The upcoming release of the draft of the revised Principles of Good Corporate Governance from the ASX Corporate Governance Council (CGC) is a good time to reflect on the value of principles such as these. I had not seen the updated draft when this column was written, but it was due out by the date of publication.

    Governance and the revised ASX Principles

    Companies have boards of directors because someone has to be the boss of the CEO, and to oversee what the company does, on behalf of the shareholders. The shareholders themselves can’t possibly get together to do this on a regular basis, especially when there may be a million or more of them, as there are for instance with Telstra.

    There is a crucial problem inherent in the regulation of corporate governance: would-be regulators know very little about what actually goes on inside the boardroom. At any board meeting, directors might consider a possible investment or a change of business strategy or might even be shaping up to replace the CEO. By their nature, discussions of matters like these have to be completely private. Consequently, the regulators fall back on externally visible factors like how often a board meets, what committees it has and whether the directors appear to have too close a connection with the management.

    Despite the obvious limitations of trying to regulate what goes on inside the box by how it looks on the outside, some of the sets of principles of governance put forward by regulators like APRA and associations of major investors have become very specific and in some cases very detailed.

    Disclosure by companies about how they meet the principles of governance ought to be seen as indicative of the trustworthiness of their stewardship of the shareholders’ investment. A company that scores poorly against the ASX Principles may well not have its house in order. On the other hand, one that complies with all provisions could still make poor decisions, or be overwhelmed in its business marketplace by a more powerful competitor. Compliance with the Principles might be seen as a necessary condition for a company to be of investment grade, but not a sufficient condition for it to be a top financial performer.

    It is important that governance principles really are principles. There is little point in a welter of detailed and prescriptive rules if the real aim is to help investors judge whether to trust the governance structure of a company. Detail may even be counterproductive if it leads to mindless box-ticking, where a company is evaluated simply by its conformance with a long list of specific requirements. Like HIH, a company could get the ticks in the boxes but still be a disaster waiting to happen.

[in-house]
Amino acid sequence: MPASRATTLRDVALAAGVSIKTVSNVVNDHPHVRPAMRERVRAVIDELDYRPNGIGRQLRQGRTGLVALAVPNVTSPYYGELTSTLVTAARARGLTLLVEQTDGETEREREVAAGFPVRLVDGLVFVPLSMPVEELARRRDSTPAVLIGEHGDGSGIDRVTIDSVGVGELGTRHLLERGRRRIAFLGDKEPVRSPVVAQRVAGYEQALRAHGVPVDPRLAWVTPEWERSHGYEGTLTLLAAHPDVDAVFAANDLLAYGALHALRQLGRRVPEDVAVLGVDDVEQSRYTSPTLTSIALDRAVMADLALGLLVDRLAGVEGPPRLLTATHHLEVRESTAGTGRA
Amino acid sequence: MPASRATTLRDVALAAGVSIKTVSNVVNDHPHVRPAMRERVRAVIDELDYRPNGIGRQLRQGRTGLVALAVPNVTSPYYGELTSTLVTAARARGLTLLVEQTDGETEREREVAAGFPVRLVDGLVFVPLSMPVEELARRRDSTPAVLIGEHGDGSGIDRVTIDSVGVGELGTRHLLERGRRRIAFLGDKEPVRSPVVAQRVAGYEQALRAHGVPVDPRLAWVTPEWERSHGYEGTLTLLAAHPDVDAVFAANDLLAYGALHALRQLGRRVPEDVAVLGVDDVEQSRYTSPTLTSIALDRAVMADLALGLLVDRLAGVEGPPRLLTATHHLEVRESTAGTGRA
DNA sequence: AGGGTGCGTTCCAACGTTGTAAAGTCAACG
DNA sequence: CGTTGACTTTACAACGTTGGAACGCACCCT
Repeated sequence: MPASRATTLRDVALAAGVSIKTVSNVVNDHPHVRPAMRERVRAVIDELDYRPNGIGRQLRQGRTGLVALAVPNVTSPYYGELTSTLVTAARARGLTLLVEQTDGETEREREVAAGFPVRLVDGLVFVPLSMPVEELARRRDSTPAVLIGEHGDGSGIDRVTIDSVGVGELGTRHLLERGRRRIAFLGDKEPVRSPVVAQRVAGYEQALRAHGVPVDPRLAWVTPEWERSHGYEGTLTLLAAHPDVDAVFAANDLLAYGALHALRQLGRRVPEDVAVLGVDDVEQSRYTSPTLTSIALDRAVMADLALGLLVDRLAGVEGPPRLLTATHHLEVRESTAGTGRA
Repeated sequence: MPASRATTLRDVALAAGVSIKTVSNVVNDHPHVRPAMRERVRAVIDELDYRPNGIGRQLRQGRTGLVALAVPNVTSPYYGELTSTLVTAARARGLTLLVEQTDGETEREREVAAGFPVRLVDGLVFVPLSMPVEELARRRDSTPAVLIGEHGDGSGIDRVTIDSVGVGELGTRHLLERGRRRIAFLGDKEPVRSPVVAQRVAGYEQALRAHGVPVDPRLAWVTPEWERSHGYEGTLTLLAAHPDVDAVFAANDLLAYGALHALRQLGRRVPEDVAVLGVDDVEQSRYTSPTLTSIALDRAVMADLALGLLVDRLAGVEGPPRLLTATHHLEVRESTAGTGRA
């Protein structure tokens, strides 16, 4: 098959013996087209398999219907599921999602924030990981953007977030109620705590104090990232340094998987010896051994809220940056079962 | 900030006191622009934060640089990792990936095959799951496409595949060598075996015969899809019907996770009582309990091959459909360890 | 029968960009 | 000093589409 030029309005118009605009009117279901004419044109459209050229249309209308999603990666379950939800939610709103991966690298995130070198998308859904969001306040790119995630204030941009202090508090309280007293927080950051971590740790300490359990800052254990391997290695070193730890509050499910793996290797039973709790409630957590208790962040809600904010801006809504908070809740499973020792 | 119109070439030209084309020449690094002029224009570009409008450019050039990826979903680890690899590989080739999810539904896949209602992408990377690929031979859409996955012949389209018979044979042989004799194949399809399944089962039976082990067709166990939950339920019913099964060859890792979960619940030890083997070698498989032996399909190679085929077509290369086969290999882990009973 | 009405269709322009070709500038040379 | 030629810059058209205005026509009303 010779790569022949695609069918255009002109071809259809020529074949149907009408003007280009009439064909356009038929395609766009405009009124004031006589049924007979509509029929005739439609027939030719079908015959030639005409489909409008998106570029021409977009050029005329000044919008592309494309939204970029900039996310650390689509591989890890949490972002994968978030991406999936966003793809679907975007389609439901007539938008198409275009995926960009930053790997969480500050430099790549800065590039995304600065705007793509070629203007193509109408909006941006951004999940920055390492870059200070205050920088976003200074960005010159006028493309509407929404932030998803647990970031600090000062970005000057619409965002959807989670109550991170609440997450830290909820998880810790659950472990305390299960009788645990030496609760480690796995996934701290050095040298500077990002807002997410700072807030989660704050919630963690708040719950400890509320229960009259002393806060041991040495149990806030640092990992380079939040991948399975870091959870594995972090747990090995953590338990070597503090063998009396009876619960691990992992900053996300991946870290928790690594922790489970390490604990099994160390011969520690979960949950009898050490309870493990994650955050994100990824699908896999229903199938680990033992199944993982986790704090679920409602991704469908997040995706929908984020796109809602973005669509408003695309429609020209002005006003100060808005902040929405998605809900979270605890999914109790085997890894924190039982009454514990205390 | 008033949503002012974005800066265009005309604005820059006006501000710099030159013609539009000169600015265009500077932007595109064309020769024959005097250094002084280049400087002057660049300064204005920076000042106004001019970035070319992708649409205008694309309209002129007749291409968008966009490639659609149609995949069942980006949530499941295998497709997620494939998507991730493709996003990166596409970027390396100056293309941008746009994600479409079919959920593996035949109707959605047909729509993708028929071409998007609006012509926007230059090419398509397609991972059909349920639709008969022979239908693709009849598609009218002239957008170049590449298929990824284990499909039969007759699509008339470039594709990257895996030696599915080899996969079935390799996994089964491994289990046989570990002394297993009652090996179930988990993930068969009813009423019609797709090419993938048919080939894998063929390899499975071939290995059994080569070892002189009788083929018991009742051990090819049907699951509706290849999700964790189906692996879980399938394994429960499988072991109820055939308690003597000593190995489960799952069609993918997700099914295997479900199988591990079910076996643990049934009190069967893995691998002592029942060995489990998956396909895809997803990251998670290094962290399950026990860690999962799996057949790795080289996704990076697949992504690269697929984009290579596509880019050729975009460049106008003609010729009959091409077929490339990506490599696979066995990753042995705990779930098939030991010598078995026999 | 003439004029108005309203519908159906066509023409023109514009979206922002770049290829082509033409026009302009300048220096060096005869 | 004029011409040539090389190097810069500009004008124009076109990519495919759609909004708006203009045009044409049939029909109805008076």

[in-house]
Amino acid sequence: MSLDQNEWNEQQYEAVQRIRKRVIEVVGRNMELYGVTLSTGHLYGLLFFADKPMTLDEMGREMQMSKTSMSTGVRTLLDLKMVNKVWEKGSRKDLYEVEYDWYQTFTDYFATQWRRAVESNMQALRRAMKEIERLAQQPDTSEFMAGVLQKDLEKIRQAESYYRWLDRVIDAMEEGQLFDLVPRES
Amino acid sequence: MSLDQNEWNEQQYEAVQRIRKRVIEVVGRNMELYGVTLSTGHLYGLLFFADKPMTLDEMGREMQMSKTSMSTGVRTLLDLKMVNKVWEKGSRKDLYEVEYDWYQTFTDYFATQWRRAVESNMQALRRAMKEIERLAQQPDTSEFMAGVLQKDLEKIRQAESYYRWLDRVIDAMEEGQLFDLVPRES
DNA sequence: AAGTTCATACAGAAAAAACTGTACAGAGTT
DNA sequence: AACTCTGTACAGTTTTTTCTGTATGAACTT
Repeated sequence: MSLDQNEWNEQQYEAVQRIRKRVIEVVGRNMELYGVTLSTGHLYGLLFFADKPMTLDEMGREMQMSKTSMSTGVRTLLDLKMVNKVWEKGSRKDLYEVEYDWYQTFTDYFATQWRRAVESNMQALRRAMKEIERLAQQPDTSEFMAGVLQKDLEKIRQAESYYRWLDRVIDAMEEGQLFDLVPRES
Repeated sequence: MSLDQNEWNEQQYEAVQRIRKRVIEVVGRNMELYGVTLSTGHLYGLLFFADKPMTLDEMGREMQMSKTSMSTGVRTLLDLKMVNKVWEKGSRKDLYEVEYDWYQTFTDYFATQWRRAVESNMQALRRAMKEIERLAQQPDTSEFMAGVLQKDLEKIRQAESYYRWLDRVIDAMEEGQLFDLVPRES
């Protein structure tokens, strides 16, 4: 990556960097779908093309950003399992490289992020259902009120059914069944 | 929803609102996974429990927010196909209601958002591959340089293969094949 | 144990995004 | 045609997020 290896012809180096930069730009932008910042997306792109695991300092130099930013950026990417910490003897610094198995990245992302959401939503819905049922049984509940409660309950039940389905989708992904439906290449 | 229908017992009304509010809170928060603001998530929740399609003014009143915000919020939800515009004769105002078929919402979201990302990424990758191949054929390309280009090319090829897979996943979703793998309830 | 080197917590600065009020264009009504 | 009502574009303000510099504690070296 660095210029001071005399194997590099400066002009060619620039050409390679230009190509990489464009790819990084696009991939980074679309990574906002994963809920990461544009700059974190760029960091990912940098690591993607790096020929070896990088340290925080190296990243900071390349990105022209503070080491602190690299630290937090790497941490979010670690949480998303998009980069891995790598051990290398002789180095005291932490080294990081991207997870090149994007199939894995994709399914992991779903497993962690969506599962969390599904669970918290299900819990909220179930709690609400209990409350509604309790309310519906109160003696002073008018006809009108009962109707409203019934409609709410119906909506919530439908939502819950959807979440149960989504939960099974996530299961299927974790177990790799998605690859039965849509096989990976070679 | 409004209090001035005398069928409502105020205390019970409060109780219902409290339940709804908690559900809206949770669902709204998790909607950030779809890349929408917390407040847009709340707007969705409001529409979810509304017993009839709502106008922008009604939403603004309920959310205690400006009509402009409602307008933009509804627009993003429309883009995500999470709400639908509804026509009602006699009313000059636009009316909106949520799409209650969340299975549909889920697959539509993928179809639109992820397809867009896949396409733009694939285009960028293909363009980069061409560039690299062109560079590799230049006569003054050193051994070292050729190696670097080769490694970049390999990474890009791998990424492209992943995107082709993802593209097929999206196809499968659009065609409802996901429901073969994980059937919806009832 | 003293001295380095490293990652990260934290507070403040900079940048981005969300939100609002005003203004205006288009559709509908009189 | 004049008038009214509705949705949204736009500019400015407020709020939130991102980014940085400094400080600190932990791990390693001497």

Companies are extraordinarily diverse in their size, their nature and what they do. The system of governance principles has to be universal and able to cope with this diversity. It should therefore be based on broad principles and should have a mechanism for accommodating exceptions. The ‘comply or explain’ or ‘if not, why not’ rule in the first edition of the ASX Principles (which is well established in many countries overseas) is such a mechanism. AICD is very much in favour of it. As we have said before, we think the system adopted by the financial regulator APRA of accommodating variations through confidential deals is an extraordinarily bad alternative.

    We urge our members to look very carefully at the new draft Principles from the ASX CGC. It should be the main framework to guide the governance of companies in Australia for years to come – for unlisted companies and non-profit bodies as well as the listed companies that are its prime target. The CGC is providing an opportunity for comment. AICD would be interested in any improvements our members feel are needed and would like to publish their comments in this journal.

    Regulation of corporate governance under the benign, flexible and pragmatic system of the ASX CGC works well. It does not constrain boards from adopting the practices they think are appropriate for their companies and allows them to let the market be the judge of whether they are right. We urge companies to view the new Principles positively and to be rigorous in their ‘if not, why not’ disclosures.

    If corporate Australia does not make this system work, the most likely alternative is regulation by ASIC. Because of what ASIC is, this would inevitably be less flexible and based more on black-letter rules. APRA has shown us what this could be like, and it is a very unattractive alternative to the ASX CGC and Principles.

    Ralph Evans FAICD
    CEO, Australian Institute of Company Directors

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